This is a Chinese restaurant on Leith Walk in Edinburgh.

I realise that the owners are aiming for people to think of this as the number one Chinese restaurant in Edinburgh. Unfortunately, I read it as no-one Chinese. I realise that I’m mischief making here, but it made me smile. I mean, if no-one Chinese is allowed to eat there, isn’t that a little racist? And who’s their target market? Are they not cutting into their own potential customer base?

I’m actually trying to make a reasonably serious point. And that point is that you have to make sure your message is understood by your target market. Nowadays, people are very used to reading ‘text’ speak. And that’s the sort of contraction of words that could lead to people mis-reading a sign like this.

If nothing else, this proves that there’s no such thing as bad publicity (well, almost, but that’s another blog entry for another day). After all, most of you will now remember the Chinese restaurant that encourages no-one Chinese to visit.

The Rutland Hotel and bar used to be one of these places that everyone knew, but no-one went to. No-one knew what the bar was about. Who would go there? What sort of night would you have?
The hotel has been bought over by the Signature Pub Group and refurbished and extensively upgraded. It now offers a bar, one-hundred cover restaurant, a late-lounge club plus 12 boutique-style bedrooms. The whole place now has a luxurious feel to it and is the sort of place that everyone wants to be seen.
To rebrand the new Rutland, Signature brought in Nevis Design. Led by David Huckell, their team and I sat down to work out how to communicate the new brand values and identity to the world.
The idea we arrived at was to show a day in the life of the Rutland Hotel, and how it fits into the lives of guests who are staying in Edinburgh. This idea is flexible enough to allow us to talk to very different groups of people, from city gents looking for a midweek stay over, to hen nights and weekend shoppers/clubbers. And it also allowed us to be very specific when we were talking to an individual group. We talked them through the things they’d like to see and do to make their stay the best it could possibly be. See more about the project in the press release.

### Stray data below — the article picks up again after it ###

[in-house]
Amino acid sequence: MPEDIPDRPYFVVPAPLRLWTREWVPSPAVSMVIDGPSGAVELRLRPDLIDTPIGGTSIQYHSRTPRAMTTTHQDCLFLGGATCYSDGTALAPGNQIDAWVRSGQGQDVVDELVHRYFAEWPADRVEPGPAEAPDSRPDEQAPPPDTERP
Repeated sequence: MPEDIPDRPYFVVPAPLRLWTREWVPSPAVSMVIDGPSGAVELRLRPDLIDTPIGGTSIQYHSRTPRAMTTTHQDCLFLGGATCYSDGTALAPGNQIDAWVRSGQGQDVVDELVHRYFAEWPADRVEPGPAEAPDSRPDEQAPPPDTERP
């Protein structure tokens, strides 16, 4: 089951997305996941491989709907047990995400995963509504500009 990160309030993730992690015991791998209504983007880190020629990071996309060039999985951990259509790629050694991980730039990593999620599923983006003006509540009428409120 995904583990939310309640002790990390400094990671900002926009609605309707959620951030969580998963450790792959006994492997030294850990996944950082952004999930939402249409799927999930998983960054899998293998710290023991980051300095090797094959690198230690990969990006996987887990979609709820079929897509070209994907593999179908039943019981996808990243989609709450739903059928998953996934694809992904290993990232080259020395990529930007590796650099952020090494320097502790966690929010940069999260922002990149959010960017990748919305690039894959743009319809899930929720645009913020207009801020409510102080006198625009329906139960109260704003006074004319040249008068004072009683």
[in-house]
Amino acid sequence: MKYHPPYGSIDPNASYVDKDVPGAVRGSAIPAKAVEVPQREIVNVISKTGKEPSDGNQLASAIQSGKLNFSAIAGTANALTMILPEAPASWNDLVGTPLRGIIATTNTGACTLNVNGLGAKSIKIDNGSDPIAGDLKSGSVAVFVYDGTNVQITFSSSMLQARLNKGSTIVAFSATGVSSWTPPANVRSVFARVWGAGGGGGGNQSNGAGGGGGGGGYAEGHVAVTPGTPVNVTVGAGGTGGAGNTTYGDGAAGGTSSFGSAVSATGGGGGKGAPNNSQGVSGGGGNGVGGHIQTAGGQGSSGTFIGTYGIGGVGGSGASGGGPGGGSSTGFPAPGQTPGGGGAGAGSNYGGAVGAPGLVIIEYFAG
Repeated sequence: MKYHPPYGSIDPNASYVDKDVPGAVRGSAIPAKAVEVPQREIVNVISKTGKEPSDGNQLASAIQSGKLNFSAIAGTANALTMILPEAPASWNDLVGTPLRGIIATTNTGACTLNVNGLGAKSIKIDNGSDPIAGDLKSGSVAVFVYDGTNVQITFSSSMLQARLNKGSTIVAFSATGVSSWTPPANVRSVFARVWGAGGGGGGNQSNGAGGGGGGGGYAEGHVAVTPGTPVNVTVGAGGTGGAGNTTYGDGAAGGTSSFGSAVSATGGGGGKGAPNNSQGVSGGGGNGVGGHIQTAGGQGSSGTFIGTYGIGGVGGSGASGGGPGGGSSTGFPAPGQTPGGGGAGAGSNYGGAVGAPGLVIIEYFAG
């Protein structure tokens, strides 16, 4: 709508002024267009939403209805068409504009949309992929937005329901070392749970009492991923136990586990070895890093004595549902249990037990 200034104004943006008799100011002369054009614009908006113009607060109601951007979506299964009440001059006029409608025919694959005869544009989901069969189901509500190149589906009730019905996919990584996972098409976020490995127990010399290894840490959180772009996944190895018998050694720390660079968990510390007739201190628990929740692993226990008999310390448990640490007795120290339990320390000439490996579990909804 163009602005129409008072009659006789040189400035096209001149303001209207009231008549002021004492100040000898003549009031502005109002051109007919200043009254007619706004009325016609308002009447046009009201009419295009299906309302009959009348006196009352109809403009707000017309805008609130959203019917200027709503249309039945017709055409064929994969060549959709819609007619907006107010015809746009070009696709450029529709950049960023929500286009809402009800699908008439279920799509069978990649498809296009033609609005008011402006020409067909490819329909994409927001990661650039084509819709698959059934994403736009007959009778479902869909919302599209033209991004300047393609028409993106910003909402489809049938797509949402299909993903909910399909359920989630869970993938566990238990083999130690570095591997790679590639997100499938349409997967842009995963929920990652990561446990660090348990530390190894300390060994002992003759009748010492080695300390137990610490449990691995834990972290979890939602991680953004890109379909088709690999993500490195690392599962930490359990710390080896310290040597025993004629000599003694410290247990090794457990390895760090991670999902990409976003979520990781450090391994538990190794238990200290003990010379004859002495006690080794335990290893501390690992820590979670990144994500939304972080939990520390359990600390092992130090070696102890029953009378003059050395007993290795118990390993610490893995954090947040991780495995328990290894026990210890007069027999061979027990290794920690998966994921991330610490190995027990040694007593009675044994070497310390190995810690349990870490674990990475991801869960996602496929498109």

The finish of the opening night invitation and the initial brochure reflected the materials used in the multi-million pound refurbishment. You can see some examples of the work below.

Hard-backed mailer

Hard-backed mailer

Wrapped and ready to go

Wrapped and ready to go

Cover close-up

Cover close-up

We went along to the launch night and had a great evening. If they manage to recreate the same atmosphere every weekend then the Rutland will soon become the place to be in Edinburgh’s city centre. I’ll see you there.

I love this piece of design.
To be fair, I love James Brown.


Nowadays we’re used to seeing images made from words, and images created from other smaller images. And that’s because some boffin has created a piece of software that allows it to be done quickly and easily.
That wasn’t the case when the image of James Brown ‘Godfather of Soul’ was created. It has been hand rendered. Which might not sound that tricky. But every single nuance of every single character has to be perfect. Just look at the image. You can almost hear his outrageous drawl.
If you’re not too familiar with his work, or you think that Sex Machine is the pinnacle of his music, I’d suggest you check out ‘In The Jungle Groove’. It’s got Funky Drummer on it which hip hop fans will know inside out, as it’s one of the most sampled breaks. Plus Soul Power, Talkin’ Loud and Saying Nothin’ and It’s A New Day are all killer tracks. In fact, all 10 tracks on this excellent compilation album are well worth a listen.
He was a great pioneer of black music, not just his own stuff. He released a lot of music by his various backing bands and artists. Some of the very best of this has been re-released on compilations called James Brown’s Funky People (Vol. 1 -3). If pushed I’d go for volume 1. It is truly some of the best funk and soul music it will ever be your pleasure to hear.
Give it up for Soul Brother Number One.

A couple of months ago I was working for Family Advertising in Edinburgh, covering for one of their Creative Directors (David) who was off on holiday.
Which meant I got to work with Kevin and all the other talented boys and girls who work there. They’ve got some fantastic clients and continually produce work that makes you think: “I wish I’d done that.” Have a look at their site here.
One of the jobs that Kevin and I worked on was an Eco Week project for a shopping centre in Dundee, called Overgate. They wanted to combine shopping and an environmental message to encourage people to think about the planet when they are choosing how to shop.

I’ve tried to show you the progression from scribble on a sheet of paper to finished ad.

The first image is the rough sketch I did when the idea came to me.

The second image was me again, still scribbling, but trying to flesh the idea out a bit.

And the third image is the ad that finally ran, once it had been set within the client’s brand guidelines

This was a press ad and poster that highlighted the Eco Week to a wide audience.

This was a vinyl sticker that was applied to floors and windows within the shopping centre to target people who already use the shopping centre.

The week itself was a huge success, with all the demonstrations and shows doing a roaring trade.

I didn’t make it along myself, but the overall message has rubbed off on me. I now look like a giant runner bean very time I leave the house.